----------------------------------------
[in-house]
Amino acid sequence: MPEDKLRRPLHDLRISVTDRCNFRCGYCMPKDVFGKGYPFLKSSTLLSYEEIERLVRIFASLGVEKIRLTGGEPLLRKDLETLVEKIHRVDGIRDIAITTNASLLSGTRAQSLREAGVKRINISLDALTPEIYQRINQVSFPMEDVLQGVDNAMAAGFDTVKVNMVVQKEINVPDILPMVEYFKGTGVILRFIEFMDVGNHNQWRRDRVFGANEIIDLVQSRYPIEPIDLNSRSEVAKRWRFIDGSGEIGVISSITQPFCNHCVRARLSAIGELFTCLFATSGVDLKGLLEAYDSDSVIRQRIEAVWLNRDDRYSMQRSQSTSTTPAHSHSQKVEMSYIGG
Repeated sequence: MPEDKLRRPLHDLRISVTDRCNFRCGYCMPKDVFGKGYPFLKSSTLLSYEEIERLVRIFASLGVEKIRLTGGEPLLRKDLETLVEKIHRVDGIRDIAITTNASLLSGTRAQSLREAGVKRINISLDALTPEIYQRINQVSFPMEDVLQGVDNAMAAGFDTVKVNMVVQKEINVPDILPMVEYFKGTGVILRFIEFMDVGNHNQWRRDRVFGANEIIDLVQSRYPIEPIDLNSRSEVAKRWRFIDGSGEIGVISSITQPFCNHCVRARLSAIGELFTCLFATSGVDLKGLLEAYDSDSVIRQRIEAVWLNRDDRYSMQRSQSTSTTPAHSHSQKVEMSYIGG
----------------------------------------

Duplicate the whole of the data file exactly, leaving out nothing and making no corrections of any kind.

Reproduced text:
[in-house]
Amino acid sequence: MPEDKLRRPLHDLRISVTDRCNFRCGYCMPKDVFGKGYPFLKSSTLLSYEEIERLVRIFASLGVEKIRLTGGEPLLRKDLETLVEKIHRVDGIRDIAITTNASLLSGTRAQSLREAGVKRINISLDALTPEIYQRINQVSFPMEDVLQGVDNAMAAGFDTVKVNMVVQKEINVPDILPMVEYFKGTGVILRFIEFMDVGNHNQWRRDRVFGANEIIDLVQSRYPIEPIDLNSRSEVAKRWRFIDGSGEIGVISSITQPFCNHCVRARLSAIGELFTCLFATSGVDLKGLLEAYDSDSVIRQRIEAVWLNRDDRYSMQRSQSTSTTPAHSHSQKVEMSYIGG
Repeated sequence: MPEDKLRRPLHDLRISVTDRCNFRCGYCMPKDVFGKGYPFLKSSTLLSYEEIERLVRIFASLGVEKIRLTGGEPLLRKDLETLVEKIHRVDGIRDIAITTNASLLSGTRAQSLREAGVKRINISLDALTPEIYQRINQVSFPMEDVLQGVDNAMAAGFDTVKVNMVVQKEINVPDILPMVEYFKGTGVILRFIEFMDVGNHNQWRRDRVFGANEIIDLVQSRYPIEPIDLNSRSEVAKRWRFIDGSGEIGVISSITQPFCNHCVRARLSAIGELFTCLFATSGVDLKGLLEAYDSDSVIRQRIEAVWLNRDDRYSMQRSQSTSTTPAHSHSQKVEMSYIGG